Darkfield is a multi-sensory sonic theme park. Behind the doors of each container a strange world unfolds. Three intense and deeply immersive experiences in pitch darkness are waiting for you: Séance, Flight and Coma. Step inside, put on the headphones and soon the lights will go out.
After welcoming over 120,000 audience members worldwide, three sold-out Edinburgh Festival runs, and a sold-out run in Canary Wharf of all three containers, innovative and risk-taking theatre company Darkfield bring their shows to Lewis Cubitt Square in the heart of King’s Cross’ creative neighborhood.
The three shows – Séance, Flight and Coma – will run daily from 28 Feb – 22 March, with numerous showings each afternoon and evening. Press are invited to attend performances individually or all the three shows can be seen in one evening. Tickets on sale here.
You’re bringing three shows to containers in Lewis Cubitt Square, what can you tell us about them?
The shows are all created with the express intention of situating each audience member at the centre of the story as it evolves around them.
They all explore fear and anxiety.
David and myself had made two longer shows in the dark, called Ring and Fiction, created for theatres. The buildings they toured into differed radically acoustically, which could cause a disjunct between the space the audience were occupying in real life and the one we had created in their headphones. So, we aimed with the Darkfield shows to have complete control over the environments we staged the work in.
It’s described as a multi-sensory sonic theme park, where did the inspiration for these three shows come from?
Each show begins as a design thought or as a conceptual idea we want to explore further. They are never written texts which we then try to stage. The whole process is about how they will work best for an audience.
Seance began with us thinking about an interesting audience configuration. Flight started with us wanting to create an airplane cabin inside the container and with Coma we wanted the audience to be lying down.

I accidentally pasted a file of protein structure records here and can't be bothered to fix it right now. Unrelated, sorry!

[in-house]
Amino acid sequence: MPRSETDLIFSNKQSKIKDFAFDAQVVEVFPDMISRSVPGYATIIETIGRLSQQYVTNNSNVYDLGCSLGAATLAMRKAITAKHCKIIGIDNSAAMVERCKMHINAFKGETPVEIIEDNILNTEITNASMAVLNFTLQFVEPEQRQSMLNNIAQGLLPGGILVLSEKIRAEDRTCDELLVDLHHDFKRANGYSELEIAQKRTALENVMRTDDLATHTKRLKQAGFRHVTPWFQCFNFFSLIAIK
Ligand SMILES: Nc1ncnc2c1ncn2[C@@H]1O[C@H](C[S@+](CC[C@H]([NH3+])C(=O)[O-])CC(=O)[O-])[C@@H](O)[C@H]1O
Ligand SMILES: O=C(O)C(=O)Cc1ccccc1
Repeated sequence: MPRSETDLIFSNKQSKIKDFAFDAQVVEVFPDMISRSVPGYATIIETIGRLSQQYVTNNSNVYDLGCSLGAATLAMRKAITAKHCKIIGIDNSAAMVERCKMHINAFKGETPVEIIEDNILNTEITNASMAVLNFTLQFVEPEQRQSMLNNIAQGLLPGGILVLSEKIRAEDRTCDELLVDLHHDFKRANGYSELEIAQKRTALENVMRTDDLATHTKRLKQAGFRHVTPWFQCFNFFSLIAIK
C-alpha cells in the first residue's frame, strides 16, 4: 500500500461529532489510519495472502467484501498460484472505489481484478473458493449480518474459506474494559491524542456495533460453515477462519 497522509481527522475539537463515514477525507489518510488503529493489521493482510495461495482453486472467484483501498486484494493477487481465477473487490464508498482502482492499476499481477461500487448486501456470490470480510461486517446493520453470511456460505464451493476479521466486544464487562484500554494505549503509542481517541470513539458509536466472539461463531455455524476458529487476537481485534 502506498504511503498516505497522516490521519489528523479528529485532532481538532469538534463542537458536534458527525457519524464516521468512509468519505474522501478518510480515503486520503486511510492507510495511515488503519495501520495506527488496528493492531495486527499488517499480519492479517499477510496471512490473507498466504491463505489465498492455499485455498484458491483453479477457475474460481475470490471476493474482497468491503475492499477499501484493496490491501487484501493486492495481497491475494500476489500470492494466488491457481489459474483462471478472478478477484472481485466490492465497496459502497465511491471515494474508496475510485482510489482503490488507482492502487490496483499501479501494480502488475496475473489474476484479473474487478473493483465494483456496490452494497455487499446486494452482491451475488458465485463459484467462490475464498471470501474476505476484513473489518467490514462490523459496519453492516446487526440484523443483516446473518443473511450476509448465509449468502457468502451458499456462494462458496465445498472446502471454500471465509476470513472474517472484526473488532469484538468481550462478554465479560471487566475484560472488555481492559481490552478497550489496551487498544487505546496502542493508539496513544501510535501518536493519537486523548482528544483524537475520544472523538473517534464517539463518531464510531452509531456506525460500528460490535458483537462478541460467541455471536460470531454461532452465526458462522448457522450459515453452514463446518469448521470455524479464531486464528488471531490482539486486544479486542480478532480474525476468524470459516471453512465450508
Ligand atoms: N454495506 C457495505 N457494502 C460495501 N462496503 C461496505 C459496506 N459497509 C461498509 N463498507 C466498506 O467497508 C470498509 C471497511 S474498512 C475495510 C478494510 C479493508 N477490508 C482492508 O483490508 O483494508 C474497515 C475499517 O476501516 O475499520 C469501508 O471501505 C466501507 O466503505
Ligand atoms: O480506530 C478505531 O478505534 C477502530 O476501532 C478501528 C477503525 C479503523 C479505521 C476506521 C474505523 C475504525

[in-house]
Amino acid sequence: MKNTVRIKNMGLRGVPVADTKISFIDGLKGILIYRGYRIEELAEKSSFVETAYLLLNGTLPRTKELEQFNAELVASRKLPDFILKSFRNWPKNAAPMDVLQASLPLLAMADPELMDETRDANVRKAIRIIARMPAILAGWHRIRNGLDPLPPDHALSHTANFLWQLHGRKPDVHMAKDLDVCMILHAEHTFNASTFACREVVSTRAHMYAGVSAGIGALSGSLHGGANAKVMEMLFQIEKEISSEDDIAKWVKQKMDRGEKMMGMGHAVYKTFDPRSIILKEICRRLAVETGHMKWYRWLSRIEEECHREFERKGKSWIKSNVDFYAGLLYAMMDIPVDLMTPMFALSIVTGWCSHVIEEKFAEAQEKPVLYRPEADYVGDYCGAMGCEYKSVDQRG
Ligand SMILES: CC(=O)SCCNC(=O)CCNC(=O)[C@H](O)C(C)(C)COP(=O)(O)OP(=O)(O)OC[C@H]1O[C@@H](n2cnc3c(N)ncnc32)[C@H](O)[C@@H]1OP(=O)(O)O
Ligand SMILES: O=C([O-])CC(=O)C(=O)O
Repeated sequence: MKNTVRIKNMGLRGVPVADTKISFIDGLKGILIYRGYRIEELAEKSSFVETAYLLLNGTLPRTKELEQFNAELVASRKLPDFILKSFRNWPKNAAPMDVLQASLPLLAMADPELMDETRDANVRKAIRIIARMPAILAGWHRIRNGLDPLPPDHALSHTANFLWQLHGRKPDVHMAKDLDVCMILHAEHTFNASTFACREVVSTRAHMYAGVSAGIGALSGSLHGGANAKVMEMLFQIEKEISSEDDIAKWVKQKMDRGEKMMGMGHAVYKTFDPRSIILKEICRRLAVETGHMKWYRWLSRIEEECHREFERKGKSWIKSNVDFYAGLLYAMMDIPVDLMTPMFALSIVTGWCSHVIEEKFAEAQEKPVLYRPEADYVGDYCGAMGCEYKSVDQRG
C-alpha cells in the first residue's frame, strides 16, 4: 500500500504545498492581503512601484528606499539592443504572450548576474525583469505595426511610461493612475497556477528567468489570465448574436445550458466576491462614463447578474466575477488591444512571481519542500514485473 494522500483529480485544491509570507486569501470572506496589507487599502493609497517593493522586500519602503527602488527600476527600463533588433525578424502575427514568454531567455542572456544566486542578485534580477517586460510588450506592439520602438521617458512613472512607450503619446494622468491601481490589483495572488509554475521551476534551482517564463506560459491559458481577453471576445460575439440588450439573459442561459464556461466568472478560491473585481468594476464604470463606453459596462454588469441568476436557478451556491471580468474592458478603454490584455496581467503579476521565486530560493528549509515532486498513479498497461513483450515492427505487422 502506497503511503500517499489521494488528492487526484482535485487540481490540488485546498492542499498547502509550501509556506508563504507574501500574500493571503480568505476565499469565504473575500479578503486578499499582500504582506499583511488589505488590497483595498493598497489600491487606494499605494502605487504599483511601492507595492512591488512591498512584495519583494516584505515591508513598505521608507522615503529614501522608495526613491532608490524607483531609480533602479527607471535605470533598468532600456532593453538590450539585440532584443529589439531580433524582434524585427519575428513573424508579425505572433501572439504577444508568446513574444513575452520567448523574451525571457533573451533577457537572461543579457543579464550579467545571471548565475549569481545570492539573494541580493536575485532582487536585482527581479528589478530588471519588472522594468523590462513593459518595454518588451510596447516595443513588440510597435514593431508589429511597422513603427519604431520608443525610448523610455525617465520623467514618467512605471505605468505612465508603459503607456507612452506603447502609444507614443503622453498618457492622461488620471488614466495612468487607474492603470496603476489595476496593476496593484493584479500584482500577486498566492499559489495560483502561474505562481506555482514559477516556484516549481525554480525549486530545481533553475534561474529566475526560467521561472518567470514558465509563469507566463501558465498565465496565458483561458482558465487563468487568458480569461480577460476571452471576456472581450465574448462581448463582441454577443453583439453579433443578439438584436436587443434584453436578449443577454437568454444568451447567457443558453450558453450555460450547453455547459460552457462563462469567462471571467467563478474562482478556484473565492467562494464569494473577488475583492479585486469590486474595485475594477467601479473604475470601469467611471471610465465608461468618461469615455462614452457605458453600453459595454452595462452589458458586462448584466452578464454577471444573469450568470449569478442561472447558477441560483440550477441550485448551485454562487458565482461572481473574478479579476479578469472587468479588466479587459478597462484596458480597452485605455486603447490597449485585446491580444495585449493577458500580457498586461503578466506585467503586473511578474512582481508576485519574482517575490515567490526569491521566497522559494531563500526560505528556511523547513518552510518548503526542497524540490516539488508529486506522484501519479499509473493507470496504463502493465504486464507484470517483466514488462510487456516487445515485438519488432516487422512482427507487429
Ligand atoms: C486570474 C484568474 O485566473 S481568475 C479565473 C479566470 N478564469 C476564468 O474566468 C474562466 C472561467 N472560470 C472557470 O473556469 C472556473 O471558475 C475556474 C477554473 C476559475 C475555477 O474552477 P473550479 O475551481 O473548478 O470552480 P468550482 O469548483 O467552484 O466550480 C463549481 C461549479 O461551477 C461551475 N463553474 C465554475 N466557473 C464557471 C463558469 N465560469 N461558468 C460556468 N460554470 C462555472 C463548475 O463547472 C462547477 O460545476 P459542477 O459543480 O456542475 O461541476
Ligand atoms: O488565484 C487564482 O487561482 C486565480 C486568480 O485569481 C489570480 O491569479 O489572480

The shows have performed sold out runs at Edinburgh Fringe and around the world, how do audiences generally react?
Everyone has a very singular experience to the shows I think because everyone has a different response to the darkness.
People are surprised by how dark they actually are because we very seldom experience true darkness. Having said that people have also walked into the container and walked straight out again before the lights have even gone out.
Personally, I find laying down in Coma super relaxing but some people find it alarming. As a result, they have sometimes become a rite of passage, with audience members daring their friends to try them out.
Audiences can see Séance – Flight – Coma, individually or all together, how do they link to each other?
All of the shows were created individually and have no common narrative thread. We have toured them singularly but it has always been our intention to site them together as a collection.
Clearly though they have some common elements – the darkness and the sound. We were slightly anxious before we saw them all together in Canary Wharf about how they would work when experienced within a few hours of each other, but they are different enough for people not to think we’re repeating a trick.
I enjoy it when someone nominates their favourite show and their second favourite and then explains why.
What’s the biggest challenge in staging these works?
There is very little room for error in all stages of the process, due to monetary restrictions. We usually do two sessions of recordings, which means there is only one chance to rewrite. Until the first round of recordings has been edited, we can never fully predict how the narrative will work because there are so many factors in creating them that are difficult to imagine; it often gets changed in the edit.
The containers have to be engineered with all the elements in mind. Luckily, we have a brilliant team who are able to stitch all the bits together.
What would you say to anyone thinking of coming to see Séance – Flight – Coma?
A punter once used the phrase ‘you have to lean into them’, to describe their experience of the shows, which I like. I always think they are completed by the audience member. To a degree they design their own show in their own head. The people who give themselves up to the experience enjoy them the most.
Main Image: Glen Neath and David Rosenberg – Darkfield